Pupu Rangi Nature Sanctuary Volunteer programme which was offered by The Campbell Institute and Octavian was definitely different from other adventures, or tour programmes in New Zealand. It was just a great experience!
I am a South Korean mother and I studied and worked as an intern for 2 years in The Campbell Institute Auckland Campus. Fortunately, my friend’s family and mine could join this volunteer programme for three days this Easter Holiday. The impression I had of this programme was that we could participate in some nature conservation activities like feeding some rare birds in the deep forest. But I realized that this was completely false when I met Octavian.
He came to my house to give us a lift to Pupu Rangi Nature Sanctuary from Wellington. I just thought he was a travel agent, but he was the private owner of the 100 hectares of land and he had got permission for this private forest to become a sanctuary. He showed us some trees being cut down in the mountains on the way to the sanctuary, and he told us it is essential for the future to protect the trees, and we totally agree with him.
On the way to the sanctuary, we visited Piroa Fall and climbed Tokatoka Peak. The peak was a particulary steep but short climb of 20 metres before the summit. From the top of this peak, the 360-degree view was stunning. The 20 minute climb was well worth it!
The sanctuary is located on the west cost of New Zealand, like a nest on the slopes of the Tutamoe peak in Northland and this region is not often popular with tourists. So we were able to enjoy the extremely pure nature at the sanctuary.
The accommodation is very different as well. There was no power, and no flushing toilet but we can use the water which is collected from rain drops on the roof.
On the night, we saw the Southern cross, Sagittarius and Milky Way without a telescope. After that, we walked through a dense, jungle-like forest wearing gumboots and using torches for 3 hours. The ferns were taller than us and the ground was covered in wet moss. We were the explorers of middle earth! We found NZ crayfish and an ell in the brook and glow warms on the wall of the dark cave and heard the hunting call of kiwi. I will never forgot these precious memories.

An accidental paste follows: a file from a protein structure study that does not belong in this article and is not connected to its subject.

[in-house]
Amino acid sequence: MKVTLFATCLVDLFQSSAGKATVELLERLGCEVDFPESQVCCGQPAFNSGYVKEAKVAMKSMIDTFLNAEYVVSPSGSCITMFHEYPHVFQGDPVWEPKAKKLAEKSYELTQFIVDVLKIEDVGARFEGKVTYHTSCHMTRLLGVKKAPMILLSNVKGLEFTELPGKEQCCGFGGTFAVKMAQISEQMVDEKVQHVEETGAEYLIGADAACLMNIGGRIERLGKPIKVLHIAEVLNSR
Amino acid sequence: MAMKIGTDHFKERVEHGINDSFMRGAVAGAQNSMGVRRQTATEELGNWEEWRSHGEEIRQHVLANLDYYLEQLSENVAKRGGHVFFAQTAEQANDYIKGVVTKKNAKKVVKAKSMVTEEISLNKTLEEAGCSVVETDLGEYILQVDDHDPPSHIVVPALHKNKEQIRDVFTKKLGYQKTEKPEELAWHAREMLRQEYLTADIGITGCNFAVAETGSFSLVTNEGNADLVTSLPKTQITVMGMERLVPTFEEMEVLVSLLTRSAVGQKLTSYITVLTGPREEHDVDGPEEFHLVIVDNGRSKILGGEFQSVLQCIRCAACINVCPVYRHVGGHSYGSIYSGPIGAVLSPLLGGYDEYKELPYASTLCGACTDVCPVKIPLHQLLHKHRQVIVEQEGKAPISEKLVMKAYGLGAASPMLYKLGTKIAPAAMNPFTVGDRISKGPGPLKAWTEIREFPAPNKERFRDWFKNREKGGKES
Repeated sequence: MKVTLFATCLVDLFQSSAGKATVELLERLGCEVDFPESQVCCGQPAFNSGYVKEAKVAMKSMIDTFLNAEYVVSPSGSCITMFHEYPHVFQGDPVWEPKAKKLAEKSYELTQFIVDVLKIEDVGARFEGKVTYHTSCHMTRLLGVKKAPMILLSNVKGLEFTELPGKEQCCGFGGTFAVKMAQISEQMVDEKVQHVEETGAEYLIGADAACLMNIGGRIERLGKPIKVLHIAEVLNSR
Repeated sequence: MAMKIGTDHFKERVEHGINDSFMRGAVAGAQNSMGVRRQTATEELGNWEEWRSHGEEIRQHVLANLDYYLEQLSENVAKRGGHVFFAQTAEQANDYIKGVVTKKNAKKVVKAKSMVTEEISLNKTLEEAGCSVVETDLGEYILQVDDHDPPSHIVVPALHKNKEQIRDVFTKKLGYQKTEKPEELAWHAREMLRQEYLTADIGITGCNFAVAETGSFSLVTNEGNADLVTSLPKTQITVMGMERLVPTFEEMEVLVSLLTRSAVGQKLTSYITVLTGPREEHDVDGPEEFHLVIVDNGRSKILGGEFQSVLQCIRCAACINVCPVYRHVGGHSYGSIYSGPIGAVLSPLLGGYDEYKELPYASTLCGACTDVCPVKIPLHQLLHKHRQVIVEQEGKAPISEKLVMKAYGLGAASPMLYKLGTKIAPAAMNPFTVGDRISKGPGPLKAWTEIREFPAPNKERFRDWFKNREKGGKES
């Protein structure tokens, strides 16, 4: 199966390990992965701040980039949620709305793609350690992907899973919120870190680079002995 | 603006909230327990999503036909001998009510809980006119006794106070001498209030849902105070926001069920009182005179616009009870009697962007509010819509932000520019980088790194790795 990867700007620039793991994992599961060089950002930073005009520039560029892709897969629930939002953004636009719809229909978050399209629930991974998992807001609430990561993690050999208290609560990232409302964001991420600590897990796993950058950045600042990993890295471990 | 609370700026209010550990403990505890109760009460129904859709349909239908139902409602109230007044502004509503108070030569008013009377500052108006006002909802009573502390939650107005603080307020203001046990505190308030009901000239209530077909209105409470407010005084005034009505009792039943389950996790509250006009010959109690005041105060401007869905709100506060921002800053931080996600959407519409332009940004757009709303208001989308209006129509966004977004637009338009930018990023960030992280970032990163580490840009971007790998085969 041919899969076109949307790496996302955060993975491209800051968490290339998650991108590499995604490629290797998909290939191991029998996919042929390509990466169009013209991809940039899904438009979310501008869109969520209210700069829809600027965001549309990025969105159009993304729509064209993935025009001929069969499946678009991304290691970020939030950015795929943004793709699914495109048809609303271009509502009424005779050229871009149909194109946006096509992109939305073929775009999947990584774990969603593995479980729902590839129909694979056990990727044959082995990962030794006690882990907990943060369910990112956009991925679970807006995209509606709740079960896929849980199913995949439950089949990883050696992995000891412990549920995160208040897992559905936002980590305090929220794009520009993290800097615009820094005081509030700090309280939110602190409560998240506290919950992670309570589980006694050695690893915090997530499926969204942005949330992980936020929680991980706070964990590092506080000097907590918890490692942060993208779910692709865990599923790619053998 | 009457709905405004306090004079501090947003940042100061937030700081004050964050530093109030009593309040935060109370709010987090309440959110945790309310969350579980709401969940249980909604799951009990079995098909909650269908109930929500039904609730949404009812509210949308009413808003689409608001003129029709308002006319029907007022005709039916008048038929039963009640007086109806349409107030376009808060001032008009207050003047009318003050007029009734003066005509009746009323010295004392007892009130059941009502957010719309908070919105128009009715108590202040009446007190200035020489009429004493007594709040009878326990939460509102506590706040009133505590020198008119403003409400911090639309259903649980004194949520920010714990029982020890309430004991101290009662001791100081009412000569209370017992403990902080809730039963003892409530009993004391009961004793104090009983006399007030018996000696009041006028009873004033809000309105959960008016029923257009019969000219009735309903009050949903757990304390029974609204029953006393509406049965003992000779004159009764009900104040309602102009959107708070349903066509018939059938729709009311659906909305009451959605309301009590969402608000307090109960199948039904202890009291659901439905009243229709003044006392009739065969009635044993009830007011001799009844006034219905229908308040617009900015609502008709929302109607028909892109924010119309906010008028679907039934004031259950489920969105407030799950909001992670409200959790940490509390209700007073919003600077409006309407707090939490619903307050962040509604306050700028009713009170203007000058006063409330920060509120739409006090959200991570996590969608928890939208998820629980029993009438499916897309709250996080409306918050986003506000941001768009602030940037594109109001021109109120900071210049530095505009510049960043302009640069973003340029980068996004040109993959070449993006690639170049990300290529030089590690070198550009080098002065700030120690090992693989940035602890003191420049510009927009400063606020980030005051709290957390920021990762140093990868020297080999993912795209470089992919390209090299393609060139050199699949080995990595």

On the second day, it was the start of the activities as volunteers, we made a path in the dense forest. We cut the vines and branches from the path, and it was very important to protect the trees from the possums. We checked the traps and filled them with poison which can kill possums gradually in the plastic bottle. We never had experienced this kind of work before and it was definitely difficult, but we felt very proud of ourselves.
The meals which were offered three times a day were different as well. We could only cook on gas burner. It was very impressive and I realized we can live with just a small amount of energy. Hot water for the shower came from a generator which was powered by sunlight.
The night safari also an exciting experience. We looked for wild kiwi in Trounson Kauri Park without making any noise. It was interesting that the wild kiwis would not be disturbed by red light. We were lucky enough to see some wild kiwi and their nest that night.
On the 3rd day of the volunteer programme, we visited Tane Mahuta: the Lord of the Forest, which was a 2000-year-old Kauri tree. We arrived safely at our place in Auckland after approximately 4 hours of driving from the sanctuary. Thanks for all Octavian’s efforts. He is a savior of the future for our environment and has made me try to change my way of living.
Yeon Lee – South Korea